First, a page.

Filming of Series One was completed in December 1965. A second series was also commissioned late that year and entered production in March 1966. Barwick became a full-time member of the writing staff and took over the role of script editor from the outgoing Pattillo. The main puppet cast and vehicles were rebuilt; in addition, the art department expanded some of the standing sets, including the Tracy Villa lounge and the Thunderbird 5 control room. To accommodate the simultaneous filming of the TV series and Thunderbirds Are Go, APF purchased two more buildings on the Slough Trading Estate and converted them into new stages. As crew and studio space were divided between the two productions, filming of the TV series progressed at half the previous speed, as APF's B crew produced one episode per month. Filming on Thunderbirds Are Go was completed by June, allowing A crew to resume work on the series to shoot what would prove to be its penultimate episode, "Ricochet".
Production of Thunderbirds ended in August 1966 with the completion of the sixth episode of Series Two. In February that year, it had been reported that Grade had been unable to sell the series in the United States due to disagreements over timeslots. In July, he cancelled Thunderbirds after failing in his second attempt to secure an American buyer. The three major US networks of the time—NBC, CBS and ABC—had all bid for the series, with Grade repeatedly increasing the price. When NBC withdrew its offer, the other two immediately followed.
By the time of its cancellation, Thunderbirds had become widely popular in the UK and was being distributed extensively overseas. Grade, however, believed that without the financial boost of an American network sale, a full second series would fail to recover its production costs. He therefore asked Anderson to devise a new concept that he hoped would stand a greater chance of winning over the profitable US market. This became Captain Scarlet and the Mysterons.
|Jeff Tracy||Leader of IR||Peter Dyneley|
|Scott Tracy||Thunderbird 1 pilot, Thunderbird 3 co-pilot[Note 3]||Shane Rimmer|
|Virgil Tracy||Thunderbird 2 pilot||David Holliday (Series One)|
Jeremy Wilkin (Series Two)
|Alan Tracy||Thunderbird 3 astronaut, Thunderbird 5 Space Monitor||Matt Zimmerman[Note 4]|
|Gordon Tracy||Thunderbird 4 aquanaut, Thunderbird 2 co-pilot||David Graham|
|John Tracy||Thunderbird 5 Space Monitor, Thunderbird 3 astronaut||Ray Barrett|
|Brains||Engineer, scientist, inventor||David Graham|
|Tin-Tin Kyrano||Maintenance technician, laboratory assistant.||Christine Finn|
|Kyrano||Manservant, cook||David Graham|
|Grandma Tracy||Housekeeper, cook||Christine Finn|
|Lady Penelope||IR's London agent||Sylvia Anderson|
|Aloysius Parker||Penelope's butler and chauffeur||David Graham|
|The Hood||Criminal, dark magician||Ray Barrett|
Voice-recording sessions were supervised by Pattillo and the Andersons, with Sylvia Anderson in charge of casting. Dialogue was recorded once per month at a rate of two scripts per session. Supporting parts were not pre-assigned, but negotiated by the cast among themselves. Two recordings would be made at each session: one to be converted into electronic pulses for the puppet filming, the other to be added to the soundtrack during post-production. The tapes were edited at Gate Recording Theatre in Birmingham.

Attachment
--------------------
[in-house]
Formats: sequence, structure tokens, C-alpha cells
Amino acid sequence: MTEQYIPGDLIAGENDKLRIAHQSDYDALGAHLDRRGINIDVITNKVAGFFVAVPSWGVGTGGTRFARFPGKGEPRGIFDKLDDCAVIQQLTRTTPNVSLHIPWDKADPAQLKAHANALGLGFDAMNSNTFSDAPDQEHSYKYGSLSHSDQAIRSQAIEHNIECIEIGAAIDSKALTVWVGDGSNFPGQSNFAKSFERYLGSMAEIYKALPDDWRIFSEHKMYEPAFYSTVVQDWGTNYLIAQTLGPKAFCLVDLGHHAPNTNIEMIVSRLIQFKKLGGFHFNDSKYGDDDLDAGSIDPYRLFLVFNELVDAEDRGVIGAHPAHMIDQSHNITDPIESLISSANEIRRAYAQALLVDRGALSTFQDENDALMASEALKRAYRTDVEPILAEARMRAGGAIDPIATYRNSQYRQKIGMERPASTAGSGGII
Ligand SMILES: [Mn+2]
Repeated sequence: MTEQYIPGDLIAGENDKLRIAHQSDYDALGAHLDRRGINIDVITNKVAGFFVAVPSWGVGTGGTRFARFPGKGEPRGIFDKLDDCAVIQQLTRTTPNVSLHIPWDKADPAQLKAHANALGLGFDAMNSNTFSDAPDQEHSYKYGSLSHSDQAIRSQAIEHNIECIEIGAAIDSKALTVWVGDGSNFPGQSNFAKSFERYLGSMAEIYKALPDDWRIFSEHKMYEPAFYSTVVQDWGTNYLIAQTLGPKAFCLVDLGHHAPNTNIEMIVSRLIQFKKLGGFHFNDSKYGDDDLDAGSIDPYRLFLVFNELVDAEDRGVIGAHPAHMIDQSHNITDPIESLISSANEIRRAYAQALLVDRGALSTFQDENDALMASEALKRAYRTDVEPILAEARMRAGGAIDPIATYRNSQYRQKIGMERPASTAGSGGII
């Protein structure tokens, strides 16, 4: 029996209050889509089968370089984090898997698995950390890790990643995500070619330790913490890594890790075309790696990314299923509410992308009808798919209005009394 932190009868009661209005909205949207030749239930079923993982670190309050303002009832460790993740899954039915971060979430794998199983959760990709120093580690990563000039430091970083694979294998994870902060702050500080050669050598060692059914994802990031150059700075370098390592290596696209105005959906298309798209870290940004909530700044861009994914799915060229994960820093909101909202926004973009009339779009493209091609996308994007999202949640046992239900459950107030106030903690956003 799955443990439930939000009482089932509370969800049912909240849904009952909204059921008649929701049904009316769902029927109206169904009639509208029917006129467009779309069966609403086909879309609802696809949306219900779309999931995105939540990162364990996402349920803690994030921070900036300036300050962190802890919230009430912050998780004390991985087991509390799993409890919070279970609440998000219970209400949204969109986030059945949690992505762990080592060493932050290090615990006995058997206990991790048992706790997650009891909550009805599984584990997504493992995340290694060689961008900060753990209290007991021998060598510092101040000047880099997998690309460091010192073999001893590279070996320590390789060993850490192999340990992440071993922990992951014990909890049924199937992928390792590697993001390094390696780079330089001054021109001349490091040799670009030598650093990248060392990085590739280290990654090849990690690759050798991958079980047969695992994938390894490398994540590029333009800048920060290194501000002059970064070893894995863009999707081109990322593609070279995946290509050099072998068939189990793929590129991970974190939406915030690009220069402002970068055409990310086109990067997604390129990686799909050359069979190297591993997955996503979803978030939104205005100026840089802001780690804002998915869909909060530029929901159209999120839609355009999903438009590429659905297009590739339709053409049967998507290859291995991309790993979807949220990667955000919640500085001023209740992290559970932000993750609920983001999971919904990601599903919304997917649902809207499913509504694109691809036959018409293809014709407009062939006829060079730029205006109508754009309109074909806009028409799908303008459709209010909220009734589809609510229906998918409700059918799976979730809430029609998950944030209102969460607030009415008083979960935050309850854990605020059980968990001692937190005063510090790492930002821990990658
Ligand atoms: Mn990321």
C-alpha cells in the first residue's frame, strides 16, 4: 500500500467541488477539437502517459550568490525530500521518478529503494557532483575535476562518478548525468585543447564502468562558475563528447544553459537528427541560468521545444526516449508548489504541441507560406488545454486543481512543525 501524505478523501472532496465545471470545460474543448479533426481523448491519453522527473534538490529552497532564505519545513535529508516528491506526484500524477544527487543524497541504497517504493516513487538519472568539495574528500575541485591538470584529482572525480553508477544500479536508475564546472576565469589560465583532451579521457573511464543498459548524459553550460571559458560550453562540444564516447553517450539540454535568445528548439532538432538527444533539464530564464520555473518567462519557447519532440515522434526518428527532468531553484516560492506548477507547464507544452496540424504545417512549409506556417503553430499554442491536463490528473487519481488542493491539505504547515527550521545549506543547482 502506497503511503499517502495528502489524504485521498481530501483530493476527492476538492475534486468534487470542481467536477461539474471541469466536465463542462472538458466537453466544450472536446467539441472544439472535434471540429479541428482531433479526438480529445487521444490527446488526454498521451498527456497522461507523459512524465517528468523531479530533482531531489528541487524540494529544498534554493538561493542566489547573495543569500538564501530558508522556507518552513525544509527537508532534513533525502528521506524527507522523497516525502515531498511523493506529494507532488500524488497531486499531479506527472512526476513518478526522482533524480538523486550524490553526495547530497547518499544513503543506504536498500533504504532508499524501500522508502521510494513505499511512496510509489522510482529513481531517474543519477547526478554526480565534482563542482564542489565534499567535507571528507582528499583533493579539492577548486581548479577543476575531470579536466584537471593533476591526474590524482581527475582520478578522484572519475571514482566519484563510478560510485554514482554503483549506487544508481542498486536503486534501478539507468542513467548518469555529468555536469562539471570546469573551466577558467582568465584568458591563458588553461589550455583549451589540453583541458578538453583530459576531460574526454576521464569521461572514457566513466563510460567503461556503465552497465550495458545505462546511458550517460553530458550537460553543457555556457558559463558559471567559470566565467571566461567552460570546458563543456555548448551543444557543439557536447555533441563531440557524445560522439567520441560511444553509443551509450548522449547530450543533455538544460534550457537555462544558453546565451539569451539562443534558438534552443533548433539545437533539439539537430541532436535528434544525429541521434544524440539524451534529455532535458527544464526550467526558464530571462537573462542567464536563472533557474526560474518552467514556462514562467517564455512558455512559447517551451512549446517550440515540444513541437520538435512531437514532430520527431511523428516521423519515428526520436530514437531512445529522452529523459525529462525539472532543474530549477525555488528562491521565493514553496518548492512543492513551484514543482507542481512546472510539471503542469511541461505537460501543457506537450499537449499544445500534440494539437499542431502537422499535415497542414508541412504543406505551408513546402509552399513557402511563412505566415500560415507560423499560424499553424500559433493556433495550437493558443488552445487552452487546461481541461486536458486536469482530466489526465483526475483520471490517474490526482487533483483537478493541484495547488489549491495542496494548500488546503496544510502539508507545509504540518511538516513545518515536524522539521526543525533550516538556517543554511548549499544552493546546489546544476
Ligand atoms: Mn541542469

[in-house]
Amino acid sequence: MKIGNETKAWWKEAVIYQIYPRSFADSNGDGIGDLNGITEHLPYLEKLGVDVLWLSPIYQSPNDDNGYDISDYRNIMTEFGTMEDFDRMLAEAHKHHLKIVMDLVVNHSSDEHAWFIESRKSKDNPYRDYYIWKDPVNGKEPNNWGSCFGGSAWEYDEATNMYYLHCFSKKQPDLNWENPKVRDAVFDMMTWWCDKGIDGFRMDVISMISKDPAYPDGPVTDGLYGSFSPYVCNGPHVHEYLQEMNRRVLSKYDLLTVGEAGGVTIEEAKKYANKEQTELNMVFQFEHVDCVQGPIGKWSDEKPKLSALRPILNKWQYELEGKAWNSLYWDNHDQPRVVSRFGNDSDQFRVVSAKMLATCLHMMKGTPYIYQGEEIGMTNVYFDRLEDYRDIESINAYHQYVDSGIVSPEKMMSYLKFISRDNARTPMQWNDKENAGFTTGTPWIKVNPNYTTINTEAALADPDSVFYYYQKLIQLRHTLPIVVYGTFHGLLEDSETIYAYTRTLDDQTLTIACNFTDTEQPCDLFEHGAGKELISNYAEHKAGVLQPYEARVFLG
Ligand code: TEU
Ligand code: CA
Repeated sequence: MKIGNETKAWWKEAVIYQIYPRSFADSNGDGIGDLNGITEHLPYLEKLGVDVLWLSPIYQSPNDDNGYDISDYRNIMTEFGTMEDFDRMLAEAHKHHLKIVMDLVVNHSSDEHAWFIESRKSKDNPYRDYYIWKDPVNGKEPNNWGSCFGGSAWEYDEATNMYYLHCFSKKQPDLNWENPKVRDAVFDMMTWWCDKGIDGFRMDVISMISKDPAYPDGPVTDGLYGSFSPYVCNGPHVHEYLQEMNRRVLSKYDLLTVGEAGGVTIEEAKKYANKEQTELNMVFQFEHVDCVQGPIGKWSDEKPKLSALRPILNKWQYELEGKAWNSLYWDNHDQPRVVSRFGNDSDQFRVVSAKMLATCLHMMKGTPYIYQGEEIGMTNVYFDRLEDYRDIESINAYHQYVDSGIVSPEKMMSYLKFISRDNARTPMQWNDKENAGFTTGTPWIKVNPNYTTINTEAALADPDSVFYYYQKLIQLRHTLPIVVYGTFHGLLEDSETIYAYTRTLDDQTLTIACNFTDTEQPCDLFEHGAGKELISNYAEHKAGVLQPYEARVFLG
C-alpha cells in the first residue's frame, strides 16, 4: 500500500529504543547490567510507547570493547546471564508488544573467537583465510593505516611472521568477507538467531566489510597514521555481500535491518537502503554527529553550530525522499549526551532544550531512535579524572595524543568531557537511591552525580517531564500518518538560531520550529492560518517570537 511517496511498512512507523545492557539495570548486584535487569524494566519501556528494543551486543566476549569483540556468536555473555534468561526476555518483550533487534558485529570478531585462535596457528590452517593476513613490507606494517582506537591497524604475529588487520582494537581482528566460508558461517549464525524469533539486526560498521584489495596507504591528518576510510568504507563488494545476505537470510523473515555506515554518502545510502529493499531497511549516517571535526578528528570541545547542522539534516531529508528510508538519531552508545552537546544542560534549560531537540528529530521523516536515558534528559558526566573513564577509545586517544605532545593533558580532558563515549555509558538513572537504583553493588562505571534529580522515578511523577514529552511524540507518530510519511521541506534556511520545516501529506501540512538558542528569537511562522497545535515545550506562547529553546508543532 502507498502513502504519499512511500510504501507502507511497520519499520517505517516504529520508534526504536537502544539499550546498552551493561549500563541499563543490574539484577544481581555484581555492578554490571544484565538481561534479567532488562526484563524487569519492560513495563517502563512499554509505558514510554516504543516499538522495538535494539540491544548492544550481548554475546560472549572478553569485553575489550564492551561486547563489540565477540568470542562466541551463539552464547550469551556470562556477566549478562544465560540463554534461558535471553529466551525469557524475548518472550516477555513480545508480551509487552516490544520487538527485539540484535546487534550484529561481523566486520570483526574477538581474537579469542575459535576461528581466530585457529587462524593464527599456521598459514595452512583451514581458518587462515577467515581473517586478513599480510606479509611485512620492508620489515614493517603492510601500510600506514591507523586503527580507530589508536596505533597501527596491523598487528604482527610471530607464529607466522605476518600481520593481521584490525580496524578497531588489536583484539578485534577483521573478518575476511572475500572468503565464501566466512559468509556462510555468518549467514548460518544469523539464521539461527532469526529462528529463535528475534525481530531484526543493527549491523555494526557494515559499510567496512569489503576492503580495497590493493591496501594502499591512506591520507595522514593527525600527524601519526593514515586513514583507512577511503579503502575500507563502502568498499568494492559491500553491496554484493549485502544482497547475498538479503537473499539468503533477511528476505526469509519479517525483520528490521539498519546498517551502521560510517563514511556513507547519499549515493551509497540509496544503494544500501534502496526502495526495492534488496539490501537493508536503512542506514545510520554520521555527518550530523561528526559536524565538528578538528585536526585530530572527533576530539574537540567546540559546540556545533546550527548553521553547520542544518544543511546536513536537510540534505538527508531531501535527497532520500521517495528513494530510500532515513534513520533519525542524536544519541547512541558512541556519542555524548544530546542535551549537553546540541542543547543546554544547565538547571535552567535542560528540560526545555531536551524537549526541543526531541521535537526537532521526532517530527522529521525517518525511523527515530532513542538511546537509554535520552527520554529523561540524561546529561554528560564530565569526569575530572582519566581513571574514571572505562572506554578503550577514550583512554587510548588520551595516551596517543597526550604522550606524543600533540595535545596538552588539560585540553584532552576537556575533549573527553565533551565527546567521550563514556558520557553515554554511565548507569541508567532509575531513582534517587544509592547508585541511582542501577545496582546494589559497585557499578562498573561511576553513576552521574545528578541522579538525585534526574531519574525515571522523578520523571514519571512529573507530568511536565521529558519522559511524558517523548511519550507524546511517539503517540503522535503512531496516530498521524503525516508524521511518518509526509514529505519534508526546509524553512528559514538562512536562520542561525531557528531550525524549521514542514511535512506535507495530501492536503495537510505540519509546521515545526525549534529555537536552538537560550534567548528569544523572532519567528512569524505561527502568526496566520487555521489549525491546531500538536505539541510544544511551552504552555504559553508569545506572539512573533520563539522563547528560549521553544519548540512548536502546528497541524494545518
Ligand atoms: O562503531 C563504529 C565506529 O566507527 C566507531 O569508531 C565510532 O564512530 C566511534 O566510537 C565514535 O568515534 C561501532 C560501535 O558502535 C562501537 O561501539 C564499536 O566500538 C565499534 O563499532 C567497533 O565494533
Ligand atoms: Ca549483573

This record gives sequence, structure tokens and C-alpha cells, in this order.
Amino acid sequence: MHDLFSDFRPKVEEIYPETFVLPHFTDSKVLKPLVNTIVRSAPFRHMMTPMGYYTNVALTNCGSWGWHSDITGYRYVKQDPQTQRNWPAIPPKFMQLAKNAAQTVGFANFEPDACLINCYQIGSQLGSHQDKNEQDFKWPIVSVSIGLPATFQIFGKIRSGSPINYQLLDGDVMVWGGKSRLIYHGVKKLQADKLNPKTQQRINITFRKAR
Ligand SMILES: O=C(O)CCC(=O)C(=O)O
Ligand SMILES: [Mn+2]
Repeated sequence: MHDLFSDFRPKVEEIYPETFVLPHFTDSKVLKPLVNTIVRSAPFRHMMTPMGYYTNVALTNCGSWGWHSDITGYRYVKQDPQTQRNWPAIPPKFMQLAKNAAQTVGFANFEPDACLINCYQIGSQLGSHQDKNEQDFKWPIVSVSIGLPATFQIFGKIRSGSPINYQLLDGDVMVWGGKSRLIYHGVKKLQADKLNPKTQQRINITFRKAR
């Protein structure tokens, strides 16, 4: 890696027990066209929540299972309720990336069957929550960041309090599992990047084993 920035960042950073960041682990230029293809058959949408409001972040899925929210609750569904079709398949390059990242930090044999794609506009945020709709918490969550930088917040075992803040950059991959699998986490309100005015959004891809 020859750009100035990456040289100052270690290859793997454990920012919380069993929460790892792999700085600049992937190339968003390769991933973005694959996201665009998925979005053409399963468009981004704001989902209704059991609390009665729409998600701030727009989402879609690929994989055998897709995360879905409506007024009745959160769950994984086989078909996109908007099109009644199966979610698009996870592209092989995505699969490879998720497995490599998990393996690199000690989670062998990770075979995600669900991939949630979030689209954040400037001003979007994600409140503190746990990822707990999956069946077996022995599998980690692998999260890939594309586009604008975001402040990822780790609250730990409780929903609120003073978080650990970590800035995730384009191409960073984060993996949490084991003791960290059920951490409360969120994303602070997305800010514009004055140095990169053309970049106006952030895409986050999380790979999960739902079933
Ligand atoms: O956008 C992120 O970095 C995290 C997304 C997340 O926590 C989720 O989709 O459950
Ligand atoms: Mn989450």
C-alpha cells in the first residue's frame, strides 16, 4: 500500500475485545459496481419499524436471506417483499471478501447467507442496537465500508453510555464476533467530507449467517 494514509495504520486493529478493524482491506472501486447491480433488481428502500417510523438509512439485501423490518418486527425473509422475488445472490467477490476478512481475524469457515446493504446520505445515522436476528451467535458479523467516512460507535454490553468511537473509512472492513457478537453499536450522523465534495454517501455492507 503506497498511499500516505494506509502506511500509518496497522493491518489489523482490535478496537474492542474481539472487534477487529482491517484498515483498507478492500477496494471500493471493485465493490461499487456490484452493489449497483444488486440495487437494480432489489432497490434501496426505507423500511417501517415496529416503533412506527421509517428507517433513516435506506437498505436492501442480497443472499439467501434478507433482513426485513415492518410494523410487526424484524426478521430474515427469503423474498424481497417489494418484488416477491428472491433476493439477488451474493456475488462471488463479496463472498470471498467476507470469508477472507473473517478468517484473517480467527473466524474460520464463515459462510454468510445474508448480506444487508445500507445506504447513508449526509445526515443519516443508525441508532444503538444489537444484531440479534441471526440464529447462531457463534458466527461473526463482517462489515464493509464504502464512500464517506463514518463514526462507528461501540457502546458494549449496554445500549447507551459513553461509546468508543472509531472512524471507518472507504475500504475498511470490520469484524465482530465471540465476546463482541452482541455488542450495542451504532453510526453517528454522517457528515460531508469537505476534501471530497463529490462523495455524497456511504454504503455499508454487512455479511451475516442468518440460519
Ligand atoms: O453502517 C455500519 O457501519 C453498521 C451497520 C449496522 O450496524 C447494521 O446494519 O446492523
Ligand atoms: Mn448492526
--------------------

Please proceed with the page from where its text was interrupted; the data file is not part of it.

In the interest of transatlantic appeal, it was decided that the main characters would be mostly American and therefore actors capable of producing an appropriate accent were used. British, Canadian and Australian actors formed most of the voice cast; the only American involved was stage actor David Holliday, who was noticed in London's West End and given the part of Virgil Tracy. Following the completion of the first series, Holliday returned to the US. The character was voiced by English-Canadian actor Jeremy Wilkin for Thunderbirds Are Go, Series Two and Thunderbird 6.
British actor David Graham was among the first to be cast. He had previously voiced characters in Four Feather Falls, Supercar, Fireball XL5 and Stingray. Beyond the APF productions, he had supplied one of the original Dalek voices on Doctor Who. Cast alongside Graham was Australian actor Ray Barrett. Like Graham, he had worked for the Andersons before, having voiced Titan and Commander Shore in Stingray. A veteran of radio drama, Barrett was skilled at performing a range of voices and accents in quick succession. Villains of the week would typically be voiced by either Barrett or Graham. Aware of the sensitive political climate of the Cold War and not wishing to "perpetuate the idea that Russia was the enemy with a whole generation of children watching", Gerry Anderson decided the Hood (voiced by Barrett) should be Oriental and placed his temple hideout in Malaysia to defy the viewer's expectations.
Although Lady Penelope and Parker (the latter voiced by Graham) were among the first characters developed, neither was conceived as a major role. Parker's Cockney manner was based on a waiter at a pub in Cookham that was sometimes visited by the crew. On Gerry Anderson's recommendation, Graham dined there regularly to study the accent. Anderson's first choice for the role of Penelope had been Fenella Fielding, but Sylvia insisted she take the part herself. Her Penelope voice was intended to emulate Fielding and Joan Greenwood. On Penelope and Parker's secondary role as comic relief, Gerry explained, "We British can laugh at ourselves, so therefore we had Penelope and Parker as this comedy team. And in America they love the British aristocracy too.'"